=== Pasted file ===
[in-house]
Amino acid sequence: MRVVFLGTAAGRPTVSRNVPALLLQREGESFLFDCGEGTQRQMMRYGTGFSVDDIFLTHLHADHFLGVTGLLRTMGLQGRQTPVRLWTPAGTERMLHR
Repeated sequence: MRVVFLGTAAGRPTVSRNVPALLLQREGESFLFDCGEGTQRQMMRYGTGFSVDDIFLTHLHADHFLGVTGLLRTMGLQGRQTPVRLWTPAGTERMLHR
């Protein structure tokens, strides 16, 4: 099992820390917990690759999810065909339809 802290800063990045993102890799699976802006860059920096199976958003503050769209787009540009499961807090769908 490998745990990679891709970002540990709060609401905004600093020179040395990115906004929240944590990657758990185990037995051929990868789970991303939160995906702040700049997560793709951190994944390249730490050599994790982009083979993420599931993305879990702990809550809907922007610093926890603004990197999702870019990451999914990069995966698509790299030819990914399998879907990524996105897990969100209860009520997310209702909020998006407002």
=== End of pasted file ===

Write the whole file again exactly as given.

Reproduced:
[in-house]
Amino acid sequence: MRVVFLGTAAGRPTVSRNVPALLLQREGESFLFDCGEGTQRQMMRYGTGFSVDDIFLTHLHADHFLGVTGLLRTMGLQGRQTPVRLWTPAGTERMLHR
Repeated sequence: MRVVFLGTAAGRPTVSRNVPALLLQREGESFLFDCGEGTQRQMMRYGTGFSVDDIFLTHLHADHFLGVTGLLRTMGLQGRQTPVRLWTPAGTERMLHR
């Protein structure tokens, strides 16, 4: 099992820390917990690759999810065909339809 802290800063990045993102890799699976802006860059920096199976958003503050769209787009540009499961807090769908 490998745990990679891709970002540990709060609401905004600093020179040395990115906004929240944590990657758990185990037995051929990868789970991303939160995906702040700049997560793709951190994944390249730490050599994790982009083979993420599931993305879990702990809550809907922007610093926890603004990197999702870019990451999914990069995966698509790299030819990914399998879907990524996105897990969100209860009520997310209702909020998006407002």